Tents and belongings of homeless individuals were disposed of in front of Austin City Hall on Monday morning, sparking outrage among campers and leading to multiple arrests.
According to Austin police, seven people were arrested as a result of the incident with offenses ranging from interference with public duties and failure to obey a lawful order.
The city of Austin released a statement that the area on the corner of Guadalupe and Cesar Chavez was being cleared for construction and police said campers along the North side of City Hall, facing West Cesar Chavez, were "trespassing on private property." A City spokesperson said the campers had already received requests to move.
This comes as the city enters phase two of implementing the camping ban, allowing police to issue citations across the city for those camping and panhandling in restricted areas. Phase three, which starts in about 30 days, calls for camps to be officially cleared out.
Austin Police are moving tents off the sidewalk in front of City Hall for construction. Though police said people are not being removed from the premises as of yet, some of the people living there are protesting. pic.twitter.com/S2re4AHOMw— Austonia (@austonianews) June 14, 2021
Tents were pitched outside of City Hall in early May as a protest to when Prop B was passed. Now about 30 days later, some homeless residents on-site say they had no warning that the area would be cleared. However, the city states members of the Homeless Outreach Street Team and the Austin Police Department's District Representatives informed those around City Hall.
Tensions rose all morning between campers and cops that lined the area.
As camps clear out now and in the future, there is no clear option for where those individuals will go. Austin City Council didn't vote on new sanctioned camps for the homeless before they went on a six-week break. However, they did allocate over $100 million to homeless resources on Thursday.
Lately, the crypto market is looking shaky.
The price of bitcoin fell by more than half from its high, the digital currency luna crashed to $0 and a type of so-called stablecoin TerraUSD has been described as dead.
Reporting from the LA Times notes that experts seeing a correlation between traditional markets and the cryptocurrency market is high right now, with plunges in one being followed by a plunge in the other. On Wednesday, stocks had their worst day in more than two years with the Dow Jones Industrial Average falling 1,164 points.
Crypto’s volatility has long been questioned, especially after SXSW this year was filled with Web3 enthusiasts and displays.
With 8% of Texans owning Bitcoin and many others involved in the local crypto and Web3 scene, what are they feeling amid the crash?
In a written comment to Austonia, ATX DAO said a positive with the downturn is that “most of the speculative moneygrab type projects get washed out of the market, and the quality projects that deliver real value remain and gather more attention.”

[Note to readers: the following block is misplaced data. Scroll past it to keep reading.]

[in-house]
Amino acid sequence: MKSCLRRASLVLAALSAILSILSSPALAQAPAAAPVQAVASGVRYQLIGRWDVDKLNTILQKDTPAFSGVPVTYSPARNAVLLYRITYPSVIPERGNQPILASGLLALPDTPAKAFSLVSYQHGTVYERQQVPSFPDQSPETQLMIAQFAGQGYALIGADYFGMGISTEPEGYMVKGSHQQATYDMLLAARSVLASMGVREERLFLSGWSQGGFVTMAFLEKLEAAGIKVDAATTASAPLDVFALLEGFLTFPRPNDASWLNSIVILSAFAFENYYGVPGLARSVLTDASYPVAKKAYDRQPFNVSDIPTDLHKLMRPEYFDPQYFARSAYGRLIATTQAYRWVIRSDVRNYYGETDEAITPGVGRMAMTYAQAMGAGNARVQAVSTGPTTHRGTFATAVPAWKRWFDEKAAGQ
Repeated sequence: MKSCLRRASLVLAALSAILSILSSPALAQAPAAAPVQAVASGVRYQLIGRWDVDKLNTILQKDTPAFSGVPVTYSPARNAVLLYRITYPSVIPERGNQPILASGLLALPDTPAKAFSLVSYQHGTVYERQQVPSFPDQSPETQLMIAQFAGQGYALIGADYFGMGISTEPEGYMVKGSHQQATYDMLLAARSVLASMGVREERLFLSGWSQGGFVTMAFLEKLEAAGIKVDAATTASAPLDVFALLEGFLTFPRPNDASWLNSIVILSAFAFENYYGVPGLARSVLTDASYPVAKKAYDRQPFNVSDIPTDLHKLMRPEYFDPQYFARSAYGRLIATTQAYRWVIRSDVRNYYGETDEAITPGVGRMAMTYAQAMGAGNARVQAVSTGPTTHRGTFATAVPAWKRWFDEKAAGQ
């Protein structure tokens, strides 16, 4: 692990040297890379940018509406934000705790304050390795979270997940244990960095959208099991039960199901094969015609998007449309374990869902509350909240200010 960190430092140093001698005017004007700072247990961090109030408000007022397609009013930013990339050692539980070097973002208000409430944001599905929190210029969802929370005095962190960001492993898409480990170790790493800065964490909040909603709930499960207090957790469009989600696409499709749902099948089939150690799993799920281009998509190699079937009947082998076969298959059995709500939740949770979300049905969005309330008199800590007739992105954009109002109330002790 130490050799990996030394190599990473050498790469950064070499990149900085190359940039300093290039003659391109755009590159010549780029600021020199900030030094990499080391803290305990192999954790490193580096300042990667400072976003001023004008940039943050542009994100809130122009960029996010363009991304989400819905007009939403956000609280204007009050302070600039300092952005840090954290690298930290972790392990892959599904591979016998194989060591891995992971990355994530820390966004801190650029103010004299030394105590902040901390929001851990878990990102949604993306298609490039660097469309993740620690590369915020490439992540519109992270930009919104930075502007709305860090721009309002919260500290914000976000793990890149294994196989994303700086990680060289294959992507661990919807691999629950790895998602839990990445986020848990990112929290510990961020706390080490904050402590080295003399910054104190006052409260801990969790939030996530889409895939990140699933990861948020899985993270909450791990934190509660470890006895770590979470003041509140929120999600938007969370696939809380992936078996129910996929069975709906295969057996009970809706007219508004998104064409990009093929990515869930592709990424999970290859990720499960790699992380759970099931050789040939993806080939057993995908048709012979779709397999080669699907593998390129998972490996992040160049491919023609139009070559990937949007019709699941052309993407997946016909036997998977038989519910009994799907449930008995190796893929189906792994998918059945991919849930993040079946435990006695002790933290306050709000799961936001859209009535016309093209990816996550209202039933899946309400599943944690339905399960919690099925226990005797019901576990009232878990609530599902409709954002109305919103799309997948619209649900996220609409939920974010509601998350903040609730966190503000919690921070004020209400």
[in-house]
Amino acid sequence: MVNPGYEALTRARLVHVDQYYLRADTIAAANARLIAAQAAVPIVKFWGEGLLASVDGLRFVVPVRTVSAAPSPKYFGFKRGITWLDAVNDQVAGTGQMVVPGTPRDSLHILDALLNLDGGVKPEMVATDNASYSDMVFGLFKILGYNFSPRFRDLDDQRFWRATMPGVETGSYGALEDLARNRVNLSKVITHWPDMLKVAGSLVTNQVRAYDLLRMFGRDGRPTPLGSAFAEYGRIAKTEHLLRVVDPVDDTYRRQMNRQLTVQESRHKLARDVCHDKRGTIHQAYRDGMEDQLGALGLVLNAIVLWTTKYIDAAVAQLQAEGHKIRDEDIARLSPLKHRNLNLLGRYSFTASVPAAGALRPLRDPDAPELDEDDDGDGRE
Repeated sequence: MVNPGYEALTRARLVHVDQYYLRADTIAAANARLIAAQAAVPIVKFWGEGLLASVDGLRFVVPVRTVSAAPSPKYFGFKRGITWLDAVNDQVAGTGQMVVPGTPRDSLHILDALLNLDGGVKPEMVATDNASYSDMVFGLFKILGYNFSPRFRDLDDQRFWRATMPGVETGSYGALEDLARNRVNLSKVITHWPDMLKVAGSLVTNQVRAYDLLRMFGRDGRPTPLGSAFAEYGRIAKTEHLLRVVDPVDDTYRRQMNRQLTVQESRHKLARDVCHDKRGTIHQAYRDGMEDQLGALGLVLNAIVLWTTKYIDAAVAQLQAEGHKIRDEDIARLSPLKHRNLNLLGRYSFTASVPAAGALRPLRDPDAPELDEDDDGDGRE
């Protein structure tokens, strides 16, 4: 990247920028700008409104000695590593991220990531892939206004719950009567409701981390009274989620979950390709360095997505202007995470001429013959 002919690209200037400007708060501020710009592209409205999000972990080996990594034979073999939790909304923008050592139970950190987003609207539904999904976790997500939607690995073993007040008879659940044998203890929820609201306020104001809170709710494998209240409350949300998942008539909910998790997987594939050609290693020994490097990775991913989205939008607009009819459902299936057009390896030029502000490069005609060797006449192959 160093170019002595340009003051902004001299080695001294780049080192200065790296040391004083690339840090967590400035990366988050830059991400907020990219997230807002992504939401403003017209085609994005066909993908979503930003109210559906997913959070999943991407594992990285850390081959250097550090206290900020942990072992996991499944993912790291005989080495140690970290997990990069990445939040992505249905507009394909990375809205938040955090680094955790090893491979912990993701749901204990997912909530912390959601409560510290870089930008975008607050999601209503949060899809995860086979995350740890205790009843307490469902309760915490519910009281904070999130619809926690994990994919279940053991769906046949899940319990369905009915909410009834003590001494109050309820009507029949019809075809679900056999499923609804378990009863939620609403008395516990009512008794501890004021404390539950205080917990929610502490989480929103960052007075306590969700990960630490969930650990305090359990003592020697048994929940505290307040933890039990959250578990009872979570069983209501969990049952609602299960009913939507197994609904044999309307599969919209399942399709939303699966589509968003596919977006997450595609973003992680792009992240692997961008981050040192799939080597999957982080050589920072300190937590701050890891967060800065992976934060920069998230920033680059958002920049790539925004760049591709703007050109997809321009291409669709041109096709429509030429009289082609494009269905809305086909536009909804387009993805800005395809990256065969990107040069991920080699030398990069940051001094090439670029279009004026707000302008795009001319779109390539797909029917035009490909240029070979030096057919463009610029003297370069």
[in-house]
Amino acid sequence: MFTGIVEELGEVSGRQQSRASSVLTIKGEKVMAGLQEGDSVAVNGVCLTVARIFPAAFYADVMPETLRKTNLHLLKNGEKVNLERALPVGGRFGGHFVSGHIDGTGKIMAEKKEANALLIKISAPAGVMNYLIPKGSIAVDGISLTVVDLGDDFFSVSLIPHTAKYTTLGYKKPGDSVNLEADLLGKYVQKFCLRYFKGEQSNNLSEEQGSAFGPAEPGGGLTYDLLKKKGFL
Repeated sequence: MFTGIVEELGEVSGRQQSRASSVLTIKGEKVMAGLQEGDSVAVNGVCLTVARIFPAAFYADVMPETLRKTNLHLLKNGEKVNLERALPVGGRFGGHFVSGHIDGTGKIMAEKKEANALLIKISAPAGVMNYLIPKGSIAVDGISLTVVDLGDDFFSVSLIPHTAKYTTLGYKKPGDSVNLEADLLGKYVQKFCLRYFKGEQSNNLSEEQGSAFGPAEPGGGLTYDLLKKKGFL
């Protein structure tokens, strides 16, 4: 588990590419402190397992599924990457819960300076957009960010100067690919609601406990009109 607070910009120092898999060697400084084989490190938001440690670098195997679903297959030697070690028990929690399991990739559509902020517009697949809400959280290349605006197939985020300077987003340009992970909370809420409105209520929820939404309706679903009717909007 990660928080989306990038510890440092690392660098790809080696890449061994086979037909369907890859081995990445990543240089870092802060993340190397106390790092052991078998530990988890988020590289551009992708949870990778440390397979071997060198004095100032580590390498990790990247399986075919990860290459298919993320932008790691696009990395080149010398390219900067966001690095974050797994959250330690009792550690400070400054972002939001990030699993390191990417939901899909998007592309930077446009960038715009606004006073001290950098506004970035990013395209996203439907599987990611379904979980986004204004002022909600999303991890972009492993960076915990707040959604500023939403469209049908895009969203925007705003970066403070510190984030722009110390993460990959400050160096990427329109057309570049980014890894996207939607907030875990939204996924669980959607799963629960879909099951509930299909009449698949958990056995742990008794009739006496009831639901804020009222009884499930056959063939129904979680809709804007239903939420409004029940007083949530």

The group went on to say it could work to their advantage as they carry out their latest project: a mural at Native Hostel that will have an NFT version. They’ll use sales toward donations to HOPE Outdoor Gallery, a local nonprofit that supports artists and creatives.
Meanwhile, Yagub Rahimov, a founder of an Austin-based Web3 company explains that they aren’t really impacted by the crash.
Since the company known as Tested Web functions as a Web3 online reputation marketplace, it is utilizing blockchain technology without tokenizing.
“We are a share to earn marketplace. That means that any activity that users have on tested web.com, we will be rewarding,” Rahimov said. “Those rewards are coming in the form of rewards points. And every quarter they can opt in to receive either a gift card or a check. We are not issuing any cryptocurrency. That's one of the important elements that I believe we got it right that way.”
With recent developments at Tested Web, Rahimov says he “couldn’t be happier.” After struggling to find tech talent in early spring, he’s had a hiring spree in the last 10 days and received a $1 million grant and partnership with Silent Notary, a blockchain-powered validation provider.
But his recent business success aside, Rahimov is noticing what’s happening in the markets and predicts that the correlation between the crypto market and traditional one will be broken.
“The way Bitcoin was introduced back in 2009, it was as a reply or response to the 2008 market crash,” Rahimov said. “And it really feels like we are in 2007, 2008, actually, early, early days of the market crash. And if it becomes that way, very likely that the winner is going to be those of decentralized parties.”
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Barton Springs Pool is on a condensed schedule while the city tries to fill out its lifeguard roster.
The popular pool is currently closed on Mondays, Wednesdays and Thursdays while it navigates a lifeguard shortage. The city is offering bonuses to new applicants who can start by early June.
Austin Parks and Recreation Assistant Director Jodi Jay said there are 207 lifeguards ready to work and 100 incoming but the department needs 750 to be fully staffed.
Zoom out: The pandemic has had a lasting impact on hiring—in 2019, the city was able to hire 850 lifeguards. The Aquatic Department has been unable to match those numbers since it reopened training classes in spring of 2021.
Why it matters: The city needs at least 400 lifeguards, plus 30 with open water certification, to open pools on a modified schedule by June 4. Without hitting that mark, some facilities could limit hours or close.
The job pays between $16-19 an hour, anyone over 15 can get certified and there are bonuses on the table:
- $500 bonus if you get certified and start working by June 6.
- $500 bonus if you work through August 14.
- $250 bonus if you get advanced certification.